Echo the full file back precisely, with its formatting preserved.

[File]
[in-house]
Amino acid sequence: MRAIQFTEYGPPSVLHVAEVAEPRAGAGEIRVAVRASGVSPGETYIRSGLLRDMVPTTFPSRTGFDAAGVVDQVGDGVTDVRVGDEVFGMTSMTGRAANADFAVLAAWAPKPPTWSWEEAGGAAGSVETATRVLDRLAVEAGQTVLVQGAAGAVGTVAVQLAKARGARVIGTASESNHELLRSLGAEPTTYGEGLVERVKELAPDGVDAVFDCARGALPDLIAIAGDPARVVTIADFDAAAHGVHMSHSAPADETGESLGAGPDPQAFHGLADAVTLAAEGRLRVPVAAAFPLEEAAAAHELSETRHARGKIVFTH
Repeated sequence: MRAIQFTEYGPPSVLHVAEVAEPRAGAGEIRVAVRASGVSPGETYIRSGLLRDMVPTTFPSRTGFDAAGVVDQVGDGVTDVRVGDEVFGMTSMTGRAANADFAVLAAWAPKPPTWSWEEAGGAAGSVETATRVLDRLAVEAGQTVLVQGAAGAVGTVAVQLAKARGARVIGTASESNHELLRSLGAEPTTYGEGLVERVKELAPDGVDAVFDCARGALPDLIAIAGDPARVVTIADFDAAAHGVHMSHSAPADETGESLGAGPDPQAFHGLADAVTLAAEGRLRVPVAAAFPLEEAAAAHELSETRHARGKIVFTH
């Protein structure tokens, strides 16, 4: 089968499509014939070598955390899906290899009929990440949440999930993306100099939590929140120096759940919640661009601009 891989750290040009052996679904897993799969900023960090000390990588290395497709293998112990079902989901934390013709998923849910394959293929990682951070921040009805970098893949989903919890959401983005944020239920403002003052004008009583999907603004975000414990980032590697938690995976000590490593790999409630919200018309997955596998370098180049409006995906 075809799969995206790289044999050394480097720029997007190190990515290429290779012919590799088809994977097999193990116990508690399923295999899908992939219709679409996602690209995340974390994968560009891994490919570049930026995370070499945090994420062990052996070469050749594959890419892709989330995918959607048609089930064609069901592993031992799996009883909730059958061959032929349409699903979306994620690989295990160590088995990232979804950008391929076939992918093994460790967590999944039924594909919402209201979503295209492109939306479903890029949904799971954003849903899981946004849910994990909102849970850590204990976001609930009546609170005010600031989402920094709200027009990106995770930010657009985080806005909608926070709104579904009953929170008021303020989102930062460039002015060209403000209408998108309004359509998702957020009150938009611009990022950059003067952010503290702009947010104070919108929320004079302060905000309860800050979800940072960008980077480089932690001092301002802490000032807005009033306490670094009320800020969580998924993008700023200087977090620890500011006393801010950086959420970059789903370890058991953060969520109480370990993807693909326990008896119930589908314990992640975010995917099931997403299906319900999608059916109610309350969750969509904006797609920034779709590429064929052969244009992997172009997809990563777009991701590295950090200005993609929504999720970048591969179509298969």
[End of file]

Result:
[in-house]
Amino acid sequence: MRAIQFTEYGPPSVLHVAEVAEPRAGAGEIRVAVRASGVSPGETYIRSGLLRDMVPTTFPSRTGFDAAGVVDQVGDGVTDVRVGDEVFGMTSMTGRAANADFAVLAAWAPKPPTWSWEEAGGAAGSVETATRVLDRLAVEAGQTVLVQGAAGAVGTVAVQLAKARGARVIGTASESNHELLRSLGAEPTTYGEGLVERVKELAPDGVDAVFDCARGALPDLIAIAGDPARVVTIADFDAAAHGVHMSHSAPADETGESLGAGPDPQAFHGLADAVTLAAEGRLRVPVAAAFPLEEAAAAHELSETRHARGKIVFTH
Repeated sequence: MRAIQFTEYGPPSVLHVAEVAEPRAGAGEIRVAVRASGVSPGETYIRSGLLRDMVPTTFPSRTGFDAAGVVDQVGDGVTDVRVGDEVFGMTSMTGRAANADFAVLAAWAPKPPTWSWEEAGGAAGSVETATRVLDRLAVEAGQTVLVQGAAGAVGTVAVQLAKARGARVIGTASESNHELLRSLGAEPTTYGEGLVERVKELAPDGVDAVFDCARGALPDLIAIAGDPARVVTIADFDAAAHGVHMSHSAPADETGESLGAGPDPQAFHGLADAVTLAAEGRLRVPVAAAFPLEEAAAAHELSETRHARGKIVFTH
């Protein structure tokens, strides 16, 4: 089968499509014939070598955390899906290899009929990440949440999930993306100099939590929140120096759940919640661009601009 891989750290040009052996679904897993799969900023960090000390990588290395497709293998112990079902989901934390013709998923849910394959293929990682951070921040009805970098893949989903919890959401983005944020239920403002003052004008009583999907603004975000414990980032590697938690995976000590490593790999409630919200018309997955596998370098180049409006995906 075809799969995206790289044999050394480097720029997007190190990515290429290779012919590799088809994977097999193990116990508690399923295999899908992939219709679409996602690209995340974390994968560009891994490919570049930026995370070499945090994420062990052996070469050749594959890419892709989330995918959607048609089930064609069901592993031992799996009883909730059958061959032929349409699903979306994620690989295990160590088995990232979804950008391929076939992918093994460790967590999944039924594909919402209201979503295209492109939306479903890029949904799971954003849903899981946004849910994990909102849970850590204990976001609930009546609170005010600031989402920094709200027009990106995770930010657009985080806005909608926070709104579904009953929170008021303020989102930062460039002015060209403000209408998108309004359509998702957020009150938009611009990022950059003067952010503290702009947010104070919108929320004079302060905000309860800050979800940072960008980077480089932690001092301002802490000032807005009033306490670094009320800020969580998924993008700023200087977090620890500011006393801010950086959420970059789903370890058991953060969520109480370990993807693909326990008896119930589908314990992640975010995917099931997403299906319900999608059916109610309350969750969509904006797609920034779709590429064929052969244009992997172009997809990563777009991701590295950090200005993609929504999720970048591969179509298969």